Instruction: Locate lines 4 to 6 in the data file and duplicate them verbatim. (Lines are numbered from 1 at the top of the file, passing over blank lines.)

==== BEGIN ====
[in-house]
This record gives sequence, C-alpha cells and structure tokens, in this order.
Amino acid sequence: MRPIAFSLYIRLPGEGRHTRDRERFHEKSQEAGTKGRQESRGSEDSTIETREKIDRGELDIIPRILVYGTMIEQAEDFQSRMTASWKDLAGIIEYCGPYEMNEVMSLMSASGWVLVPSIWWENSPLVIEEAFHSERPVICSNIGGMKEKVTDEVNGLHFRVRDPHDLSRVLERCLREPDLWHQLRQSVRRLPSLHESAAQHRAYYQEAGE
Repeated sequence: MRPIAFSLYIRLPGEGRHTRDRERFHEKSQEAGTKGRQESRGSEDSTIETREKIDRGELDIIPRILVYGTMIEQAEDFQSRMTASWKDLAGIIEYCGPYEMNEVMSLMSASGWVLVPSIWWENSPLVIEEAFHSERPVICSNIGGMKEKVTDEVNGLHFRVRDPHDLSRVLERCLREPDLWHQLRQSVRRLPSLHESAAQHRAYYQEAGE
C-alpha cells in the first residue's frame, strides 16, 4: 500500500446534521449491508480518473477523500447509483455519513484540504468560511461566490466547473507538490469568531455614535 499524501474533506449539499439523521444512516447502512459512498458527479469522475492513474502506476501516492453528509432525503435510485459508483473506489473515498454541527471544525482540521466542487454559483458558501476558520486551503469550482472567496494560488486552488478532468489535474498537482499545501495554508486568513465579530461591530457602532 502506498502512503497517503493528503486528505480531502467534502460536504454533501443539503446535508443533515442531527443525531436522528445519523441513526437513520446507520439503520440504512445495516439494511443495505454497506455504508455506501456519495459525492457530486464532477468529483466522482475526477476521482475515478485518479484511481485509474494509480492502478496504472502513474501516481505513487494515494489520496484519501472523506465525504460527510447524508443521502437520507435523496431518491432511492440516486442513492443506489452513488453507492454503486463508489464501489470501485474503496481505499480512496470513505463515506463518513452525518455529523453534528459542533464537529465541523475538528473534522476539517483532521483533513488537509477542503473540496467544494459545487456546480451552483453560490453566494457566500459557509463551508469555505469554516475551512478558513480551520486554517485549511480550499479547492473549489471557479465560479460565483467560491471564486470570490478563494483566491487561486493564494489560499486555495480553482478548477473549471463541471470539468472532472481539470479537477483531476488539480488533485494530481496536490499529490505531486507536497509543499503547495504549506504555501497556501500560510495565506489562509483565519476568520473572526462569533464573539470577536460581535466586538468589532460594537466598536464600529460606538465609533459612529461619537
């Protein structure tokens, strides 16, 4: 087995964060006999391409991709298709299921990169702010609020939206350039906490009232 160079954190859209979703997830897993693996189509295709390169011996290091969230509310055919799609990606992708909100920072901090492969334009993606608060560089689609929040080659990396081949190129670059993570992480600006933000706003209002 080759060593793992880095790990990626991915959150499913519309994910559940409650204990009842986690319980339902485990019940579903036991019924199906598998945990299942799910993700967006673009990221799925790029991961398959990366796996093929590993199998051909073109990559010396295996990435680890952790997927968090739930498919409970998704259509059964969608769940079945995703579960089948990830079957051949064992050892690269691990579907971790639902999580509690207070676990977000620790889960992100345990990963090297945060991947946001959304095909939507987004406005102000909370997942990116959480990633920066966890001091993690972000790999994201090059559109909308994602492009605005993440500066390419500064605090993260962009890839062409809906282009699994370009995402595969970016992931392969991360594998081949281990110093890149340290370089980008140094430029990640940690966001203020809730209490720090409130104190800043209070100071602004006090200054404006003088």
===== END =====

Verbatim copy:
Repeated sequence: MRPIAFSLYIRLPGEGRHTRDRERFHEKSQEAGTKGRQESRGSEDSTIETREKIDRGELDIIPRILVYGTMIEQAEDFQSRMTASWKDLAGIIEYCGPYEMNEVMSLMSASGWVLVPSIWWENSPLVIEEAFHSERPVICSNIGGMKEKVTDEVNGLHFRVRDPHDLSRVLERCLREPDLWHQLRQSVRRLPSLHESAAQHRAYYQEAGE
C-alpha cells in the first residue's frame, strides 16, 4: 500500500446534521449491508480518473477523500447509483455519513484540504468560511461566490466547473507538490469568531455614535 499524501474533506449539499439523521444512516447502512459512498458527479469522475492513474502506476501516492453528509432525503435510485459508483473506489473515498454541527471544525482540521466542487454559483458558501476558520486551503469550482472567496494560488486552488478532468489535474498537482499545501495554508486568513465579530461591530457602532 502506498502512503497517503493528503486528505480531502467534502460536504454533501443539503446535508443533515442531527443525531436522528445519523441513526437513520446507520439503520440504512445495516439494511443495505454497506455504508455506501456519495459525492457530486464532477468529483466522482475526477476521482475515478485518479484511481485509474494509480492502478496504472502513474501516481505513487494515494489520496484519501472523506465525504460527510447524508443521502437520507435523496431518491432511492440516486442513492443506489452513488453507492454503486463508489464501489470501485474503496481505499480512496470513505463515506463518513452525518455529523453534528459542533464537529465541523475538528473534522476539517483532521483533513488537509477542503473540496467544494459545487456546480451552483453560490453566494457566500459557509463551508469555505469554516475551512478558513480551520486554517485549511480550499479547492473549489471557479465560479460565483467560491471564486470570490478563494483566491487561486493564494489560499486555495480553482478548477473549471463541471470539468472532472481539470479537477483531476488539480488533485494530481496536490499529490505531486507536497509543499503547495504549506504555501497556501500560510495565506489562509483565519476568520473572526462569533464573539470577536460581535466586538468589532460594537466598536464600529460606538465609533459612529461619537
């Protein structure tokens, strides 16, 4: 087995964060006999391409991709298709299921990169702010609020939206350039906490009232 160079954190859209979703997830897993693996189509295709390169011996290091969230509310055919799609990606992708909100920072901090492969334009993606608060560089689609929040080659990396081949190129670059993570992480600006933000706003209002 080759060593793992880095790990990626991915959150499913519309994910559940409650204990009842986690319980339902485990019940579903036991019924199906598998945990299942799910993700967006673009990221799925790029991961398959990366796996093929590993199998051909073109990559010396295996990435680890952790997927968090739930498919409970998704259509059964969608769940079945995703579960089948990830079957051949064992050892690269691990579907971790639902999580509690207070676990977000620790889960992100345990990963090297945060991947946001959304095909939507987004406005102000909370997942990116959480990633920066966890001091993690972000790999994201090059559109909308994602492009605005993440500066390419500064605090993260962009890839062409809906282009699994370009995402595969970016992931392969991360594998081949281990110093890149340290370089980008140094430029990640940690966001203020809730209490720090409130104190800043209070100071602004006090200054404006003088």